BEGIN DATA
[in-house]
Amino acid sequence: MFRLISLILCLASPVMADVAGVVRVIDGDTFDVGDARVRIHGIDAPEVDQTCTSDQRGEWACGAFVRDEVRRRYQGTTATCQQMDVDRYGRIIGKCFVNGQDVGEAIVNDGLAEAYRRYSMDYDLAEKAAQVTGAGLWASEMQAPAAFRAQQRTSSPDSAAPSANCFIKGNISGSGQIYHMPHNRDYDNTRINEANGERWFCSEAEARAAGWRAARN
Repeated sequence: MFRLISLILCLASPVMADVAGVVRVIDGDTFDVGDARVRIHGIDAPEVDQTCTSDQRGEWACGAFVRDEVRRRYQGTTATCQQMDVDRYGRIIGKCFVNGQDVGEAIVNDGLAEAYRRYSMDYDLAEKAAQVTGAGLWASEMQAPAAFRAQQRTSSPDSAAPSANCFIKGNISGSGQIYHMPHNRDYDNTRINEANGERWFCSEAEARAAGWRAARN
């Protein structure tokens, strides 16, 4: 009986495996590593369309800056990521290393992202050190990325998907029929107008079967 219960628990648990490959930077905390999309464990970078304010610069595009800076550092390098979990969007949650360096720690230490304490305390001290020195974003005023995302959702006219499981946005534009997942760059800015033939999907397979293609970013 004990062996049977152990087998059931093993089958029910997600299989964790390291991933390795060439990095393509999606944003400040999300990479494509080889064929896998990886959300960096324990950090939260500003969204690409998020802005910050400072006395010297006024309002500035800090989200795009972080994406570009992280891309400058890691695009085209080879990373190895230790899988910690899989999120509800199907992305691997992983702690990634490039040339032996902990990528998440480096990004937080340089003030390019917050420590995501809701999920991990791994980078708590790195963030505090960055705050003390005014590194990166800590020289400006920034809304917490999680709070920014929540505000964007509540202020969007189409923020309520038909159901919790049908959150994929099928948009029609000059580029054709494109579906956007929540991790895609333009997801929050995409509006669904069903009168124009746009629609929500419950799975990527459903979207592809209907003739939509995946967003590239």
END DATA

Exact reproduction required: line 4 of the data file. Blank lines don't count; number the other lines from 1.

């Protein structure tokens, strides 16, 4: 009986495996590593369309800056990521290393992202050190990325998907029929107008079967 219960628990648990490959930077905390999309464990970078304010610069595009800076550092390098979990969007949650360096720690230490304490305390001290020195974003005023995302959702006219499981946005534009997942760059800015033939999907397979293609970013 004990062996049977152990087998059931093993089958029910997600299989964790390291991933390795060439990095393509999606944003400040999300990479494509080889064929896998990886959300960096324990950090939260500003969204690409998020802005910050400072006395010297006024309002500035800090989200795009972080994406570009992280891309400058890691695009085209080879990373190895230790899988910690899989999120509800199907992305691997992983702690990634490039040339032996902990990528998440480096990004937080340089003030390019917050420590995501809701999920991990791994980078708590790195963030505090960055705050003390005014590194990166800590020289400006920034809304917490999680709070920014929540505000964007509540202020969007189409923020309520038909159901919790049908959150994929099928948009029609000059580029054709494109579906956007929540991790895609333009997801929050995409509006669904069903009168124009746009629609929500419950799975990527459903979207592809209907003739939509995946967003590239």